Most family firms have a formal succession plan in place, right? Wrong. Ireland and its business families, it seems, is the latest example to be held up in a growing list of apparently shoddy planners. Almost half of Irish family businesses have no formal succession plan in place, according to a survey by PricewaterhouseCoopers. The report, released in March, involved 55 family businesses ranging in size from those with fewer than 25 employees and an income of less than €2 million to those with more than 100 employees and an annual income of more than €20 million. Just half of the businesses surveyed had a formal management succession plan in place, and 63% felt they would consider a non-family manager as a potential successor. Only 20% of those surveyed had a family council to deal with issues to do with family and ownership.
The key threat to all family businesses, says PwC, is succession. Yet only half of the firms it surveyed bothered to plan. Never mind the stats. The question is why? And who's to say the findings would be significantly different in any other industrialised nation. In the US, family-owned firms account for 95% of businesses and generate 50% of GDP, according to Hubler Family Business Consultants. Their success, the consultant adds, is the backbone of the economy. Really?
Unfortunately, some three in four US family businesses – depending on whose data you believe – fail to carry on to the second generation. Fewer make it to the third. No news here, but economists would be hard-pressed to find evidence of global economies grinding to a halt because Junior wasn't interested in carrying the torch. What it might explain is why the market is awash with family business consultants, skills merchants peddling everything from asset protection strategies to estate planning to, you guessed it, succession planning. Still, the issue remains fraught.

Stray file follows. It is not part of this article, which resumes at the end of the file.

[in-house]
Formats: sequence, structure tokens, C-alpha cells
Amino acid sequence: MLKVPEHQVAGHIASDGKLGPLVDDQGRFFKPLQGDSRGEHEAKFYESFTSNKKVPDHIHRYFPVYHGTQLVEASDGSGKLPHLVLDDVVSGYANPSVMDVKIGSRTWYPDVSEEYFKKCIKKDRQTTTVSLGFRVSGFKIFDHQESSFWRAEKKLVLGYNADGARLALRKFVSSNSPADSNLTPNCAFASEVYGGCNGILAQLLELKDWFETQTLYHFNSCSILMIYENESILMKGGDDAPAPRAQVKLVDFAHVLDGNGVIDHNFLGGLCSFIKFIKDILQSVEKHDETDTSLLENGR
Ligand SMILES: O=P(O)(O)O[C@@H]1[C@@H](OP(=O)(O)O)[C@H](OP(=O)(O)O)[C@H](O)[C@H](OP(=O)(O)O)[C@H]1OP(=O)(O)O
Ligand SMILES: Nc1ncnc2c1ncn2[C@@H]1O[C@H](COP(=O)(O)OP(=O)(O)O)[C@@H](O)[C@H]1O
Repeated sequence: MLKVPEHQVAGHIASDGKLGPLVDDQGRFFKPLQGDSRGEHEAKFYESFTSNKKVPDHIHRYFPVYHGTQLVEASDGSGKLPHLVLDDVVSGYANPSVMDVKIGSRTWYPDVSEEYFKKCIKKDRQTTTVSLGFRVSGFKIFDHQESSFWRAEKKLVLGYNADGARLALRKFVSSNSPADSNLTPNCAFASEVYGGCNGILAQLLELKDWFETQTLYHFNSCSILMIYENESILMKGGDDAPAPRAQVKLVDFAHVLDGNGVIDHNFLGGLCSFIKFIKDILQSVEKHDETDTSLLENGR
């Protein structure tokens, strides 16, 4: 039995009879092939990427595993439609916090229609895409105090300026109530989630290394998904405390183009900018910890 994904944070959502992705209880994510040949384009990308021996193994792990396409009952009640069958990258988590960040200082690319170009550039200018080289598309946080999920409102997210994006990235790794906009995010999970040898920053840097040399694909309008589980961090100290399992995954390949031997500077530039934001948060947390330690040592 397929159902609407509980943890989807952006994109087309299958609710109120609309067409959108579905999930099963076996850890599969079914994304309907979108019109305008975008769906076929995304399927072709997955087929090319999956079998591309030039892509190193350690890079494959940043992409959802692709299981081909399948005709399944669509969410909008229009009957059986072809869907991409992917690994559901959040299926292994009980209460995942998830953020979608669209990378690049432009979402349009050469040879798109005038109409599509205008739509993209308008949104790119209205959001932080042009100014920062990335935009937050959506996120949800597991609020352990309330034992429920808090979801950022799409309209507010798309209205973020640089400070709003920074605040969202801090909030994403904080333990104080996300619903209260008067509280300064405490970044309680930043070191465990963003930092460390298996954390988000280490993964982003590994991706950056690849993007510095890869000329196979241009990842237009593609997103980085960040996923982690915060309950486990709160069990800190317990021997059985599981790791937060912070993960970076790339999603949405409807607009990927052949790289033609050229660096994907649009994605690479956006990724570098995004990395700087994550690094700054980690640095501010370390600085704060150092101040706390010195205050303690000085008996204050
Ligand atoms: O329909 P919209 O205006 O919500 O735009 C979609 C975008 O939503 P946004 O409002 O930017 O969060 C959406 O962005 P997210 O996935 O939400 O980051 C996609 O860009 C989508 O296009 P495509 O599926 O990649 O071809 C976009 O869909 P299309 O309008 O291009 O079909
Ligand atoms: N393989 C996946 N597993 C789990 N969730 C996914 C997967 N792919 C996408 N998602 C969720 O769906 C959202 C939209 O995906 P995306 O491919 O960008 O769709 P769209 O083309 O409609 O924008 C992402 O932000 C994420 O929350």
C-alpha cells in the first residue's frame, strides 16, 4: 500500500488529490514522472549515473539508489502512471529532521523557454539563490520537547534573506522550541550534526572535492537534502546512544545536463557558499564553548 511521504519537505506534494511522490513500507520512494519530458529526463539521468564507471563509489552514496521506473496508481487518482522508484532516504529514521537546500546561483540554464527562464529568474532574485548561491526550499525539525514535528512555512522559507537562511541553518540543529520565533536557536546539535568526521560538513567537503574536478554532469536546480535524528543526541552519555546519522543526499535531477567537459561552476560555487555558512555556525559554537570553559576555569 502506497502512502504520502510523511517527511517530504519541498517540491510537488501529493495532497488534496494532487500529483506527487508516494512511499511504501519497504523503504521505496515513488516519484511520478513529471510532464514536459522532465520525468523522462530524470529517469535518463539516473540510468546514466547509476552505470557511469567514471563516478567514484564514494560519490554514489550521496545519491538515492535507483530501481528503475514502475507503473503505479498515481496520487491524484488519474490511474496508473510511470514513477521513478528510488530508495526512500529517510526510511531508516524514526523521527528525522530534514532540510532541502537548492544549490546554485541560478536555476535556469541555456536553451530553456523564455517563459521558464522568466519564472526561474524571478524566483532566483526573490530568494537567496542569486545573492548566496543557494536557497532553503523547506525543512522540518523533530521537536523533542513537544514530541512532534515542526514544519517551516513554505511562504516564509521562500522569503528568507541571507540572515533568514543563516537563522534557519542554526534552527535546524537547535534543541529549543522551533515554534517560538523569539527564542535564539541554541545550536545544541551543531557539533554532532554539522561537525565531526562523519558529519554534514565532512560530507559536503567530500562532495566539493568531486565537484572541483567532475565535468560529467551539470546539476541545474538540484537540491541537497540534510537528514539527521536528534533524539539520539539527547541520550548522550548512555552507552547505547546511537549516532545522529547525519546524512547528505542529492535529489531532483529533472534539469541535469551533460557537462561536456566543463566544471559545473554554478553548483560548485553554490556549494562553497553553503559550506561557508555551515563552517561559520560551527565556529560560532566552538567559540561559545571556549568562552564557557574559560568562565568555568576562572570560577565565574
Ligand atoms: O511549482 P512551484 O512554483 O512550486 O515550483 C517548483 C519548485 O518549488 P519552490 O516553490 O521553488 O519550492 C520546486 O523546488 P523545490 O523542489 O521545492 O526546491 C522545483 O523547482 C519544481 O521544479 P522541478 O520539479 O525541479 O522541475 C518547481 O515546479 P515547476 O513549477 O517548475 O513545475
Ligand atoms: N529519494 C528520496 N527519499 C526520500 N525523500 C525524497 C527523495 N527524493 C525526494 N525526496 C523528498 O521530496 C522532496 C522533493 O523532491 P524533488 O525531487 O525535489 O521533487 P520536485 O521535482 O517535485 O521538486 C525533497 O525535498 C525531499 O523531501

Paul Hennessy, PwC's lead partner for business and wealth services, believes it boils down to ignorance. "Family business owners have not had access to information which allowed them to compare their level of preparation for ownership and management succession with either best practice or the related activities and plans of their peer group of companies," he says. This deficit of information, as he calls it, leaves family businesses exposed.
Now, presumably, that critical information is available. But that doesn't alter the fact that in a family, conflict is inevitable. Nor will planning guarantee Junior's passion for the family business. Free will is one of life's big variables. It would be churlish to shrug off the findings of yet another family business study. After all, like the consultants who prosper from the market, we're part of it too. So here's another finding. One-third of the Standard & Poor's 500 companies have founding families involved in management. And in what may be Corporate America's biggest and best-kept secret, they're crushing their non-family-run rivals. One of the biggest strategic advantages a company can have, it turns out, is bloodlines. Maybe the economy really does depend on a family's success.